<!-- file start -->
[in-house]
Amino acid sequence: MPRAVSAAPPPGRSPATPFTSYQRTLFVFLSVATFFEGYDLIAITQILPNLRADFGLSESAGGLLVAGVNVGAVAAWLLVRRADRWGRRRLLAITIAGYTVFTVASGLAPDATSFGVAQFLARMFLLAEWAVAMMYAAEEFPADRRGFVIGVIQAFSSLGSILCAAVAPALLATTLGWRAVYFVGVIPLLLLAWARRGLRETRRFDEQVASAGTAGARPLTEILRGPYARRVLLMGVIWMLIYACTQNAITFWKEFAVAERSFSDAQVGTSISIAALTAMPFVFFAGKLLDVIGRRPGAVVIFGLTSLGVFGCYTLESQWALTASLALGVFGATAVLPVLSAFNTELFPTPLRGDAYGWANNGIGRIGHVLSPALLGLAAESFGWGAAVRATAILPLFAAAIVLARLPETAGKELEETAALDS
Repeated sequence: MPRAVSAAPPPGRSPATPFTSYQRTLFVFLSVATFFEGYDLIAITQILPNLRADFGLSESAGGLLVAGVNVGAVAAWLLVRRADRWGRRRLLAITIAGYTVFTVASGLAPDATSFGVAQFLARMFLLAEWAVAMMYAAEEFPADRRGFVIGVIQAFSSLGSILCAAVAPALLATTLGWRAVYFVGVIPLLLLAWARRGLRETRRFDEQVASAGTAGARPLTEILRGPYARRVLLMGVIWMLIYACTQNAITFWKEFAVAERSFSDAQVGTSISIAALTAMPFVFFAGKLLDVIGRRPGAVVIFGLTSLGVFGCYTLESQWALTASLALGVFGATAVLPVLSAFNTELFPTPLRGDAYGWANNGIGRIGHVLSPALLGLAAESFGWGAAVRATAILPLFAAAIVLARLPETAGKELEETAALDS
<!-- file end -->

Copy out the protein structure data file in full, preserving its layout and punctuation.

[in-house]
Amino acid sequence: MPRAVSAAPPPGRSPATPFTSYQRTLFVFLSVATFFEGYDLIAITQILPNLRADFGLSESAGGLLVAGVNVGAVAAWLLVRRADRWGRRRLLAITIAGYTVFTVASGLAPDATSFGVAQFLARMFLLAEWAVAMMYAAEEFPADRRGFVIGVIQAFSSLGSILCAAVAPALLATTLGWRAVYFVGVIPLLLLAWARRGLRETRRFDEQVASAGTAGARPLTEILRGPYARRVLLMGVIWMLIYACTQNAITFWKEFAVAERSFSDAQVGTSISIAALTAMPFVFFAGKLLDVIGRRPGAVVIFGLTSLGVFGCYTLESQWALTASLALGVFGATAVLPVLSAFNTELFPTPLRGDAYGWANNGIGRIGHVLSPALLGLAAESFGWGAAVRATAILPLFAAAIVLARLPETAGKELEETAALDS
Repeated sequence: MPRAVSAAPPPGRSPATPFTSYQRTLFVFLSVATFFEGYDLIAITQILPNLRADFGLSESAGGLLVAGVNVGAVAAWLLVRRADRWGRRRLLAITIAGYTVFTVASGLAPDATSFGVAQFLARMFLLAEWAVAMMYAAEEFPADRRGFVIGVIQAFSSLGSILCAAVAPALLATTLGWRAVYFVGVIPLLLLAWARRGLRETRRFDEQVASAGTAGARPLTEILRGPYARRVLLMGVIWMLIYACTQNAITFWKEFAVAERSFSDAQVGTSISIAALTAMPFVFFAGKLLDVIGRRPGAVVIFGLTSLGVFGCYTLESQWALTASLALGVFGATAVLPVLSAFNTELFPTPLRGDAYGWANNGIGRIGHVLSPALLGLAAESFGWGAAVRATAILPLFAAAIVLARLPETAGKELEETAALDS